Marketing & Advertising

Content Marketing Should Mimic Publishing, Broadcasting

The best content marketing is so good, so useful, so entertaining that it holds an audience’s attention like a good newspaper, magazine, or TV show.

The process, however, can require a substantial commitment.

“All great publications have missions. Helen Gurley Brown sought to make every girl feel that she can be beautiful and confident. That’s Cosmopolitan’s mission. Henry Luce sought to create a better-informed public, and Time magazine embodies his vision even today. Vogue is a fashion bible because Anna Wintour believes a stylish world is a better place,” wrote Greg Satell in a 2014 Harvard Business Review article. “Marketers need to take the same approach.”

Think for a moment why you watch CNN or visit its website. Think about why you would pay to subscribe to The Wall Street Journal or your favorite magazines. These publishers have a clear editorial purpose — an editorial mission — that resonates with its audience.

Content marketers should mimic such publishers, whose purpose is not to sell something, but rather to genuinely inform. Their articles and videos are not bait-and-switch schemes to lure shoppers.

Assemble a Team

If it is going to be a publisher, your marketing department will need a team that would otherwise belong in a newspaper, magazine, or broadcaster.

As obvious as this might seem, it is tempting for marketing departments to use their copy editors or hire agencies to help create content marketing pieces, but the discipline of writing ad copy is significantly different from articles. Those businesses that want to be the best at content marketing will hire like publishers.

For example, consider Sleep.com. It is a content marketing vehicle, if you will, for Mattress Firm, an omnichannel retailer.

Screenshot of Sleep.com.

Sleep.com uses professional journalists for its content marketing.

One of the recent posts on Sleep.com was “How to Pick the Perfect Camper Van Mattress for Great Sleep,” written by Samantha Lefave. While it is not a perfect example of editorial-first writing, the post is composed in the journalistic style, which makes sense given that Lafave has written for traditional publishers such as Runner’s World, Bicycling, Outside, Men’s Health, Women’s Health, Cosmopolitan, and Glamour.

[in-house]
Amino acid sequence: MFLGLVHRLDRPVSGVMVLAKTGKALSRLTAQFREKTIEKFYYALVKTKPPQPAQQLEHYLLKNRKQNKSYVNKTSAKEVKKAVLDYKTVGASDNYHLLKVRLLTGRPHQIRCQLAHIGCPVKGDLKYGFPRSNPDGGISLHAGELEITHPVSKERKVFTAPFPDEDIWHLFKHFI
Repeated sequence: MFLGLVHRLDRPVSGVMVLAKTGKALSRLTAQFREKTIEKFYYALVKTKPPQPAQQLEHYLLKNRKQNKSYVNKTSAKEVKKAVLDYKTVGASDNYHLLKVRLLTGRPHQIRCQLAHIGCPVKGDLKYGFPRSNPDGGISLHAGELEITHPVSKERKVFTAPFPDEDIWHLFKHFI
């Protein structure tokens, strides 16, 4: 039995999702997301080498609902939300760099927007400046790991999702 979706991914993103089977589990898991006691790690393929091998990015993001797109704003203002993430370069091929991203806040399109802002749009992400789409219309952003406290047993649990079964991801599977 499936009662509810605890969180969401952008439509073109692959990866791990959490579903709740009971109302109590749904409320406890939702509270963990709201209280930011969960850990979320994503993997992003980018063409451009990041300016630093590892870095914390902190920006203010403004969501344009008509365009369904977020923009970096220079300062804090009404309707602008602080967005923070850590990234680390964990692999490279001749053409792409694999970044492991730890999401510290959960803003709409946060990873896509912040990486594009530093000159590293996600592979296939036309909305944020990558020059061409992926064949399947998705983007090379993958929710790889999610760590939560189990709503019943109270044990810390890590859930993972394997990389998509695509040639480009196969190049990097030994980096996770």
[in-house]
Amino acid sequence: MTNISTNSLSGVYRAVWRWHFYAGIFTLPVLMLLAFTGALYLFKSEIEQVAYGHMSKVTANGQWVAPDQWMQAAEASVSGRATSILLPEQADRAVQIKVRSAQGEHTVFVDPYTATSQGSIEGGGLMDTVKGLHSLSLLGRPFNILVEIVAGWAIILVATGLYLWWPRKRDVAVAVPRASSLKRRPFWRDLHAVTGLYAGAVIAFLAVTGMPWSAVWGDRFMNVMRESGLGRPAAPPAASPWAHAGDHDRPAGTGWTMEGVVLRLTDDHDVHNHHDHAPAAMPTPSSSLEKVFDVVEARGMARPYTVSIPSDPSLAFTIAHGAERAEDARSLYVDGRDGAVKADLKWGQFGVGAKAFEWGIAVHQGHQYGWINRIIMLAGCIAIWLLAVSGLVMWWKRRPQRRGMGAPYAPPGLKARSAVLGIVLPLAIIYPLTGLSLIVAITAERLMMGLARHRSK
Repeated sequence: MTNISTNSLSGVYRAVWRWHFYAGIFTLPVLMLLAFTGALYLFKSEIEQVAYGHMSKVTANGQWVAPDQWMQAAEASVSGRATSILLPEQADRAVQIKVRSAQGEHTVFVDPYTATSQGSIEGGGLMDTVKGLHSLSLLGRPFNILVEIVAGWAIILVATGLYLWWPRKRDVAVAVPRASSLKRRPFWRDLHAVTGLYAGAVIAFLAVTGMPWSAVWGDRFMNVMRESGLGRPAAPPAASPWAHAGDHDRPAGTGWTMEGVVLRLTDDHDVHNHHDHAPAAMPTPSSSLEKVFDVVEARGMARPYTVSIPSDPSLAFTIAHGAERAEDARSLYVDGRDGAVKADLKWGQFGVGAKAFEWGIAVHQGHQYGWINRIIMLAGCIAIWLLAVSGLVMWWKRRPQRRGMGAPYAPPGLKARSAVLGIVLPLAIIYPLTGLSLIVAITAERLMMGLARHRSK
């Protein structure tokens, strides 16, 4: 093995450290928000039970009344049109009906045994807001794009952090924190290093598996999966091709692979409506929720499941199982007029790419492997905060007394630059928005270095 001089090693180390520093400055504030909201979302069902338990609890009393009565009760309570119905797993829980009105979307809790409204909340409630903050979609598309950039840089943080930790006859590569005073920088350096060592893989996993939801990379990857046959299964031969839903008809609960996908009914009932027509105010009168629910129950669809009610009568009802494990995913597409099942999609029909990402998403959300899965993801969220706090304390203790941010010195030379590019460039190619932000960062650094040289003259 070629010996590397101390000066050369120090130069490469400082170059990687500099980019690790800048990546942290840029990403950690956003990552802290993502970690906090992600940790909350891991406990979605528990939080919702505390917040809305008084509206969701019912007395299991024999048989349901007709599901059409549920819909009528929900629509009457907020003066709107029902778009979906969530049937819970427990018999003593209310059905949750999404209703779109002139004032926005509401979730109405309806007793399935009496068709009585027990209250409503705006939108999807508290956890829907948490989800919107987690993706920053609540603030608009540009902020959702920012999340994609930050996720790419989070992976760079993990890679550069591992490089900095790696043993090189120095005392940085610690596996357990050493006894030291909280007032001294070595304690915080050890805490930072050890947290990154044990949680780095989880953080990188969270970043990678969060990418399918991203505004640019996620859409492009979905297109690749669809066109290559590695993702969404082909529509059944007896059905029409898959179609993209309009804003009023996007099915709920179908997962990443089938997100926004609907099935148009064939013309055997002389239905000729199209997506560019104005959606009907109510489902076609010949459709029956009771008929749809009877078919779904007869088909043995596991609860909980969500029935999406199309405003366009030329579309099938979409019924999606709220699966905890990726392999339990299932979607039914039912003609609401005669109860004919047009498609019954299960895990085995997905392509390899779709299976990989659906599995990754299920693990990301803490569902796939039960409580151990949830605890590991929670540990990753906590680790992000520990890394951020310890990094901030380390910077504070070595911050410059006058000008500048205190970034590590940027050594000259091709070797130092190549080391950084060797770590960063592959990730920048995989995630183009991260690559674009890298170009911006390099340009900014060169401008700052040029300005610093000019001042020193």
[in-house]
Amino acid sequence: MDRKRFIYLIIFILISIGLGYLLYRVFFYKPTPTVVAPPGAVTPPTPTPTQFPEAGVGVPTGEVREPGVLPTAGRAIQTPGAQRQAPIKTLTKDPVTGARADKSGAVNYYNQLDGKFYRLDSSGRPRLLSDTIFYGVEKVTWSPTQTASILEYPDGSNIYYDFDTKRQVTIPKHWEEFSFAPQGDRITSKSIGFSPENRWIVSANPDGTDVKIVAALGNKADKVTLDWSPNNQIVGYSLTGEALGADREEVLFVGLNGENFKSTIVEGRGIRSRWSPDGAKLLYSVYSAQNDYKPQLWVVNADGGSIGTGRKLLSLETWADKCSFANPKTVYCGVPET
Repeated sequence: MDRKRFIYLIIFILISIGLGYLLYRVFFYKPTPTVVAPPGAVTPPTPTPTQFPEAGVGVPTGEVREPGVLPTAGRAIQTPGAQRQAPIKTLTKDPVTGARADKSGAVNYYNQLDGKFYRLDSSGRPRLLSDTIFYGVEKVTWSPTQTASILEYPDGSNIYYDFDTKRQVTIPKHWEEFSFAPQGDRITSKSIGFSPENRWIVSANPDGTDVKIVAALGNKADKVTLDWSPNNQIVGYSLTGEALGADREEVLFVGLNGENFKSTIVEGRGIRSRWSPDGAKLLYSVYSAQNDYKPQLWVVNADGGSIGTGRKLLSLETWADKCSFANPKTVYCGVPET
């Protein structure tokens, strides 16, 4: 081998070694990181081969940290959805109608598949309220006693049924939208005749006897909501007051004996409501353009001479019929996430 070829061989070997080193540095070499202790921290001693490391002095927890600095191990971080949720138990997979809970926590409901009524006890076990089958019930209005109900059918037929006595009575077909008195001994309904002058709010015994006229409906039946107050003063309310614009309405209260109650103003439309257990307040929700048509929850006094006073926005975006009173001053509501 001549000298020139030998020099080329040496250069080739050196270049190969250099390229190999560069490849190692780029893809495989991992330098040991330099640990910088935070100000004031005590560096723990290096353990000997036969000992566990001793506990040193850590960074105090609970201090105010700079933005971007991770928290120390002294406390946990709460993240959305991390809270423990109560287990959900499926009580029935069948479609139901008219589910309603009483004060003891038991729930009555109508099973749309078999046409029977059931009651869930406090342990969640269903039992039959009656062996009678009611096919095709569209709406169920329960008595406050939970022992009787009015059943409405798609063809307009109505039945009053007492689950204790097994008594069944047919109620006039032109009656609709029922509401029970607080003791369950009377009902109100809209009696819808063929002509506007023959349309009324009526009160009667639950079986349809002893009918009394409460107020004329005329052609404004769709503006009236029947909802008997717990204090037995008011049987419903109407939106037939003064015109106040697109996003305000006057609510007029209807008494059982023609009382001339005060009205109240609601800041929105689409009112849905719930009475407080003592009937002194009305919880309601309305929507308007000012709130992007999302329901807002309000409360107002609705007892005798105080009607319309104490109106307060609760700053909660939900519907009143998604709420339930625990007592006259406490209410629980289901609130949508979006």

Work Like a Publisher

“Almost every business right now needs to think of themselves as a content business, so what we’re doing is enabling that creation process — from an idea to an assignment to actually publishing that content to the site. And the content lifecycle doesn’t actually end with publish; in a lot of ways it starts,” said Meredith Rodkey, vice president of product at Brightspot, which makes the content management system behind several enterprise publishing and content marketing operations.

Publishers use advanced tools that codify their work processes and make their content better. They edit better. They plan better. They avoid a makeshift editorial process.

The content marketers that want to be indistinguishable from publishers need to start using tools and workflows that publishers use. This means employing best-of-breed products such as Brightspot.

Measure Like a Publisher

The key performance indicators that publishers and broadcasters track are different from retailers. But those businesses that want to succeed with content marketing must measure success and performance as a publisher does.

Take Bodybuilding.com, for example. This retailer has made headlines recently because of layoffs. It is in a highly-competitive industry. But the company does an extraordinary job with its content marketing.

Its CEO, Jas Krdzalic, understands that folks will pay for Bodybuilding.com’s exercise videos, which Krdzalic organized into BodyFit, a subscription app. What’s more, the company recently hired a “head of subscriptions” to drive signups.

Screenshot of BodyFit web page.

Bodybuilding.com has struggled in a competitive retail niche. But the company’s content is so good, folks will pay for it.

The lesson is that if a content marketing organization wants to be indistinguishable from a publisher, it should focus on the KPIs that a publisher would deem important.

Content marketing is a long game. It attracts, engages, and retains customers long-term. It does not produce a fast response like pay-per-click ads. So don’t measure it the way a retailer would. Measure content marketing like a publisher.

Armando Roggio

Armando Roggio

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